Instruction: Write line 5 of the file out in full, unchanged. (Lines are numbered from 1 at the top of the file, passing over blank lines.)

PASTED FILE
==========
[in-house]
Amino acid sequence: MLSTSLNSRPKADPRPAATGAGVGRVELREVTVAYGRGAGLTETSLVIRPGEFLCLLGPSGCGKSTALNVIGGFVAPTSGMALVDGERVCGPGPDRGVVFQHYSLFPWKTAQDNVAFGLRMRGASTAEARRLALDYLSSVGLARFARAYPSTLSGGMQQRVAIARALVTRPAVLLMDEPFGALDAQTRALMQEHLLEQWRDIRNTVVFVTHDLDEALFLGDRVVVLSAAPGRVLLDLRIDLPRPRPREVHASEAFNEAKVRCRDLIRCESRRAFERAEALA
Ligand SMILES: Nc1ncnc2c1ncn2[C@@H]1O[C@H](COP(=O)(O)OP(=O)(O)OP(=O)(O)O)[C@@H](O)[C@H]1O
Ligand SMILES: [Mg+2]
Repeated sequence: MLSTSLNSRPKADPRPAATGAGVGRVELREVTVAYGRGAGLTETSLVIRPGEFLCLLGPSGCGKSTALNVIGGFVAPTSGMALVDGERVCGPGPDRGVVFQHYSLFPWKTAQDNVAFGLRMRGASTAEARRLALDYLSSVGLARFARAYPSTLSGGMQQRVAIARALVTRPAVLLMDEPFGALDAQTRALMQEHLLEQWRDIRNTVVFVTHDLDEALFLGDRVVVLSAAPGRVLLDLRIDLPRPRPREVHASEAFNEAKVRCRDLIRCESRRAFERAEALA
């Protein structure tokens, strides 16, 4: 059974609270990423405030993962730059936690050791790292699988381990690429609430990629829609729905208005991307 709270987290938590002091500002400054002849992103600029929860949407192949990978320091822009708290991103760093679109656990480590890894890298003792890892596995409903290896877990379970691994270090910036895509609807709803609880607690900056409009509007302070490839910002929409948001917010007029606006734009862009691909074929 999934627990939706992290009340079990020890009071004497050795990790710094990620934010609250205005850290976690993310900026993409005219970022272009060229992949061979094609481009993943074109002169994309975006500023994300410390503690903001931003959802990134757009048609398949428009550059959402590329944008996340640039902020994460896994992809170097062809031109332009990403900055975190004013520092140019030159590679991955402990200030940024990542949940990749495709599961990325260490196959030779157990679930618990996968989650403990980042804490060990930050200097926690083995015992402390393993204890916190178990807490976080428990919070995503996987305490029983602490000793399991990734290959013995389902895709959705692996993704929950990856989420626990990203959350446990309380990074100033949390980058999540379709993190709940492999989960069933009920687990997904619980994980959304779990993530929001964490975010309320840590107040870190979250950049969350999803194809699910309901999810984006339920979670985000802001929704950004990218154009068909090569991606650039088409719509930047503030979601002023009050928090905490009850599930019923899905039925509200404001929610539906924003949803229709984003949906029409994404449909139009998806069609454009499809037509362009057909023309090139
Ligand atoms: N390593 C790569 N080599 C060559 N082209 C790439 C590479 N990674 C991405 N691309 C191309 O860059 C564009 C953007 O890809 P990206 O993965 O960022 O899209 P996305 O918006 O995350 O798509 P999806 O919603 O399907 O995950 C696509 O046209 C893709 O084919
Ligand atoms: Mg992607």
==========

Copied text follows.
Repeated sequence: MLSTSLNSRPKADPRPAATGAGVGRVELREVTVAYGRGAGLTETSLVIRPGEFLCLLGPSGCGKSTALNVIGGFVAPTSGMALVDGERVCGPGPDRGVVFQHYSLFPWKTAQDNVAFGLRMRGASTAEARRLALDYLSSVGLARFARAYPSTLSGGMQQRVAIARALVTRPAVLLMDEPFGALDAQTRALMQEHLLEQWRDIRNTVVFVTHDLDEALFLGDRVVVLSAAPGRVLLDLRIDLPRPRPREVHASEAFNEAKVRCRDLIRCESRRAFERAEALA